Kate and Debbie Hayton
Kate is a trans person who contacted LBC following an interview I had given to Andrew Castle on his radio show on Sunday 17 July 2022. LBC swiftly organised an impromptu discussion between the two of us, moderated by Andrew Castle.
Kate is a social media influencer; Debbie is a physics teacher, trade unionist and journalist. [source: Twitter] The discussion is transcribed without further comment or analysis.
Kate (K): I’m offended every time Debbie is on the radio, on the television, because she doesn’t represent my community and you always speak to her like she does. I wish you would speak to somebody who wasn’t right wing. At the end of the day, I’ve got bills to pay. I have to worry about the cost-of-living crisis. I have to worry about the rise of food [prices]. I have a job to do. I work full time in an office, well from home next week. These are issues that matter to me.
Andrew Castle (AC): Why do you think that the views that she has espoused are against you and why do your friends think that?
K: Because she props up this idea of this debate about trans people. She’s underneath, underpinning it as the token trans person who agrees with it. So she doesn’t speak for our community.
AC: Now listen, if I was to get her on the radio, would you talk to her?
K: Yes, sure. I would talk to her. She knows who I am.
AC: OK, do you mind, Kate; do you mind if I do that? I’ve got Debbie on the other line because we called her back.
K: Of course.
AC: All right, here’s Debbie. Debbie, did you hear what Kate was saying?
Debbie Hayton (DH): I heard some of it, but I just came in quite late on to that, Andrew.
AC: OK, Kate, have a word with Debbie.
K: OK, Debbie, why did you transition? You wear a T-shirt which says you’re a male on it, you go round telling everybody you’re male. What was the point? What did you transition for? You even said in the Guardian in 2018, I think, that you didn’t like living as a man, so you decided that you would be a more effeminate man. You don’t even speak for trans people. What are you doing, speaking for us? You’re not part of our community. You’ve said it yourself.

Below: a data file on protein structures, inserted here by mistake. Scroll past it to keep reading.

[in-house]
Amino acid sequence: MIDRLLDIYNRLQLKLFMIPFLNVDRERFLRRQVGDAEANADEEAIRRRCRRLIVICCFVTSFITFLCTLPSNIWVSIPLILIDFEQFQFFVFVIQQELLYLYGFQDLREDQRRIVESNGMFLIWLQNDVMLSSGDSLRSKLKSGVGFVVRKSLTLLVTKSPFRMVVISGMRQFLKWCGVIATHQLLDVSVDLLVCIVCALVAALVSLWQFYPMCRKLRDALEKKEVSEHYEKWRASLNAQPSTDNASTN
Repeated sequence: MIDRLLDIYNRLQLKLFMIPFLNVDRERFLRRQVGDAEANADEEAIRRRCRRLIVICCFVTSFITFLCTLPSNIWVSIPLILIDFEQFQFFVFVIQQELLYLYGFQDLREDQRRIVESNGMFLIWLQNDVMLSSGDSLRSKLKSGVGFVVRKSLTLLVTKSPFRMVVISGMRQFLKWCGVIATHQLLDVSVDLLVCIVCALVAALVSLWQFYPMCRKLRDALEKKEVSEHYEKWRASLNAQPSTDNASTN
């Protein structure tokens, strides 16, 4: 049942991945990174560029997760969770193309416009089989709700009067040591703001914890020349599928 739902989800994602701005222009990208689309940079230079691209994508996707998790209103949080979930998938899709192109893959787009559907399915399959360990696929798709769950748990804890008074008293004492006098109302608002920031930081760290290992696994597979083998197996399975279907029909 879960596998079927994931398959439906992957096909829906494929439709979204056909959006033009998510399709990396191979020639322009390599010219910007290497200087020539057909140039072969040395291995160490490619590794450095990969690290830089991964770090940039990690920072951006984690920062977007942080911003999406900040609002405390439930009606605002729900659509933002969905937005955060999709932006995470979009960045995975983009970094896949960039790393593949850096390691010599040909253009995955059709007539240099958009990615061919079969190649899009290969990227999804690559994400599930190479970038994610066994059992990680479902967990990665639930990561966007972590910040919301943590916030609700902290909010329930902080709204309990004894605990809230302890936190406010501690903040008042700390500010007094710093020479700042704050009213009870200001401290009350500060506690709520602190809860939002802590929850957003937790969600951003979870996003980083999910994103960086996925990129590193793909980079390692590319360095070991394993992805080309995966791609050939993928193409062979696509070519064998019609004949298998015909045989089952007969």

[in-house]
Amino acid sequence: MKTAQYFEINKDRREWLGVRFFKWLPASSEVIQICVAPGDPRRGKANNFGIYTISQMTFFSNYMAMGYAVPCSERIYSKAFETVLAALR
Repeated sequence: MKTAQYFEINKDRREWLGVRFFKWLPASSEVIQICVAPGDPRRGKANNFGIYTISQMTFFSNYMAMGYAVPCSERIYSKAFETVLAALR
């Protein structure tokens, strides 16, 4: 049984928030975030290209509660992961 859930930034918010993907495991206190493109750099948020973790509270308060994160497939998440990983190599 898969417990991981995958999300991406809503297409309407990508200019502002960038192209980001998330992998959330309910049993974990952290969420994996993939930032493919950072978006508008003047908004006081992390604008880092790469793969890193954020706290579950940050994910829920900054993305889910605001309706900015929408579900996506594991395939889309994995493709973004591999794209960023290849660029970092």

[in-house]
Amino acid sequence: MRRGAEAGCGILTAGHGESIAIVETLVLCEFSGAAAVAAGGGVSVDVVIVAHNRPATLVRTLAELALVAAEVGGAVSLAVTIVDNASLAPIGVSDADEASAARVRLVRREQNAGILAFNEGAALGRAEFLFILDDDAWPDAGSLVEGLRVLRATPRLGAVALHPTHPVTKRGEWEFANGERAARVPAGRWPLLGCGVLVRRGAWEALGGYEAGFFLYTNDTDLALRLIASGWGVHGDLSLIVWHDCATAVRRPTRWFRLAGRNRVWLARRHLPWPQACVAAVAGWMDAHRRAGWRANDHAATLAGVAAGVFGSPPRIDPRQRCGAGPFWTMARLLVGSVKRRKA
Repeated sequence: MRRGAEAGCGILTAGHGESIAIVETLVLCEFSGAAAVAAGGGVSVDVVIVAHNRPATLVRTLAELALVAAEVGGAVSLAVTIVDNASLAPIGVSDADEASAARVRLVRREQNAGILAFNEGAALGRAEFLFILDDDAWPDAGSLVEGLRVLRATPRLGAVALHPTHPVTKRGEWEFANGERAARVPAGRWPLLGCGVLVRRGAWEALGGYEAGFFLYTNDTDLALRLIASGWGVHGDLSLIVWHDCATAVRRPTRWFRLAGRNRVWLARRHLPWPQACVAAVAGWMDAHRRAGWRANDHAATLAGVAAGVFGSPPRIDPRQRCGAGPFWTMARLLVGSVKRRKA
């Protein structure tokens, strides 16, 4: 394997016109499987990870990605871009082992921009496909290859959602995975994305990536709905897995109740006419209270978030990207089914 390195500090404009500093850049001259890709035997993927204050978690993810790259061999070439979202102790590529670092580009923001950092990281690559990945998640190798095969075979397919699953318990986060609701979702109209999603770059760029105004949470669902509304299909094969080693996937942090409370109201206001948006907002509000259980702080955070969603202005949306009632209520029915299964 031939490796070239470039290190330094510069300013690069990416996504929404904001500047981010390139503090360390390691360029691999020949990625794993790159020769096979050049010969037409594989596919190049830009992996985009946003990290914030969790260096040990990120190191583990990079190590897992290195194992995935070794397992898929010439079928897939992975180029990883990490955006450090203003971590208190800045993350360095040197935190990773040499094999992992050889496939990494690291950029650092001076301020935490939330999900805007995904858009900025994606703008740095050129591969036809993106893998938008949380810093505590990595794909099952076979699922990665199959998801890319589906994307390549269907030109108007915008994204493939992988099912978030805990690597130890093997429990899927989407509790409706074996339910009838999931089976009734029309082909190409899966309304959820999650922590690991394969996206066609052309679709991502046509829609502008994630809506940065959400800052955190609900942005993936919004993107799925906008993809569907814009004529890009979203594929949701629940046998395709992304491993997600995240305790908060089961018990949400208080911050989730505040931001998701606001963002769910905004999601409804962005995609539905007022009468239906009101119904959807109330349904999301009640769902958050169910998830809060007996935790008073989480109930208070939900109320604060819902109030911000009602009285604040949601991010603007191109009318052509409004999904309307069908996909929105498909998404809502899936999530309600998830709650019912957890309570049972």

AC: OK, Kate, let’s get Debbie’s response to that.
DH: I feel like an apostate! I transitioned to make myself more comfortable with my body. I was uncomfortable with it. I didn’t like my body, so I transitioned medically and surgically and now I am comfortable with my body. That’s why I transitioned: to improve my life, and it improved it massively.
K: So why are you trying to make my life more difficult? All this idea of the sport thing that you keep going on about. Banning transwomen from professional sport is like banning unicorns from horse racing. There aren’t any professional transwomen. It’s a silly thing to be going on about. I’ve got bills to pay. You’re doing all these TV appearances and getting paid a lot of money. This is why you’re doing it, you’re on the grift like all of you. On the grift! Get a proper job; do your normal job …
AC (interrupts): Kate, hold on a second, let Debbie respond to a couple because you’re going at her a bit.
DH: Can I just ask Kate a question? Why do we segregate sport in the first place, between men’s sport and women’s sport? Why do we do that?
DH: No, we don’t. We do it because male bodies – like ours – and female bodies – like women’s – are different. We have different sporting categories [because] otherwise women wouldn’t win very much in open competition. That’s why we do it, and when we transition …
K (interrupts): OK, so where are all these professional transwomen in sports? Can you name any?